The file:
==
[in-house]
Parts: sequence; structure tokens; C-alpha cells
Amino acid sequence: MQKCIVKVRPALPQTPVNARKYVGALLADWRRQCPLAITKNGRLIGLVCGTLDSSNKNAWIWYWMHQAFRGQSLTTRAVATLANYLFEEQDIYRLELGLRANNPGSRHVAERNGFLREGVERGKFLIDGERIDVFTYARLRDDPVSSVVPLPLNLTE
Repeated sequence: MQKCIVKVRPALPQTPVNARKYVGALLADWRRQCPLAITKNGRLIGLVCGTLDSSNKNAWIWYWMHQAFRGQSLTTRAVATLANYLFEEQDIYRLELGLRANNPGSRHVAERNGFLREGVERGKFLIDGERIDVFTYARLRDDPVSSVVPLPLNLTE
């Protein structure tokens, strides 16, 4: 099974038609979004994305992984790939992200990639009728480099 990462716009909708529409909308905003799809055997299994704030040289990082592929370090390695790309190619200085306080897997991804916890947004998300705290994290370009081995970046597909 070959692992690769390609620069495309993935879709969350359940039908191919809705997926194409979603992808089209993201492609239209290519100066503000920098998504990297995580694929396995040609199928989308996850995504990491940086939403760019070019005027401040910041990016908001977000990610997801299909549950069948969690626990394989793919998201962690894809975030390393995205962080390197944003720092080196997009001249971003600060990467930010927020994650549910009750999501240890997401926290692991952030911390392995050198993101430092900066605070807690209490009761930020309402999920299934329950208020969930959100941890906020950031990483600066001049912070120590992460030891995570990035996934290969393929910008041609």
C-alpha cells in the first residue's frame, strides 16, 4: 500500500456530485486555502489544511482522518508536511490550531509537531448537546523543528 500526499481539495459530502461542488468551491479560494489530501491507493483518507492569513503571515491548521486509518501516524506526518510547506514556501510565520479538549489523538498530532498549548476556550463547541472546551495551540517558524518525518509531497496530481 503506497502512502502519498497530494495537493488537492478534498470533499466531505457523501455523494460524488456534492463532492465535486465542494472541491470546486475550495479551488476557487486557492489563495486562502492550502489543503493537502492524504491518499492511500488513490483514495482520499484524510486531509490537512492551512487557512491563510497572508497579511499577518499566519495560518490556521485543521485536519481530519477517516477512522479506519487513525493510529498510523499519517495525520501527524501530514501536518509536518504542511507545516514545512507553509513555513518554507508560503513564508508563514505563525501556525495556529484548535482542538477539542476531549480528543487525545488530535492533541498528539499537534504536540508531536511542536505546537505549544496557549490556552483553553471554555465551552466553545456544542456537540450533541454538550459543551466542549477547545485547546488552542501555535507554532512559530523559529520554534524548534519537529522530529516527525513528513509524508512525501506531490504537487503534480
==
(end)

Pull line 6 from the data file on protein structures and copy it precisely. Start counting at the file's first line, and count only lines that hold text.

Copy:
C-alpha cells in the first residue's frame, strides 16, 4: 500500500456530485486555502489544511482522518508536511490550531509537531448537546523543528 500526499481539495459530502461542488468551491479560494489530501491507493483518507492569513503571515491548521486509518501516524506526518510547506514556501510565520479538549489523538498530532498549548476556550463547541472546551495551540517558524518525518509531497496530481 503506497502512502502519498497530494495537493488537492478534498470533499466531505457523501455523494460524488456534492463532492465535486465542494472541491470546486475550495479551488476557487486557492489563495486562502492550502489543503493537502492524504491518499492511500488513490483514495482520499484524510486531509490537512492551512487557512491563510497572508497579511499577518499566519495560518490556521485543521485536519481530519477517516477512522479506519487513525493510529498510523499519517495525520501527524501530514501536518509536518504542511507545516514545512507553509513555513518554507508560503513564508508563514505563525501556525495556529484548535482542538477539542476531549480528543487525545488530535492533541498528539499537534504536540508531536511542536505546537505549544496557549490556552483553553471554555465551552466553545456544542456537540450533541454538550459543551466542549477547545485547546488552542501555535507554532512559530523559529520554534524548534519537529522530529516527525513528513509524508512525501506531490504537487503534480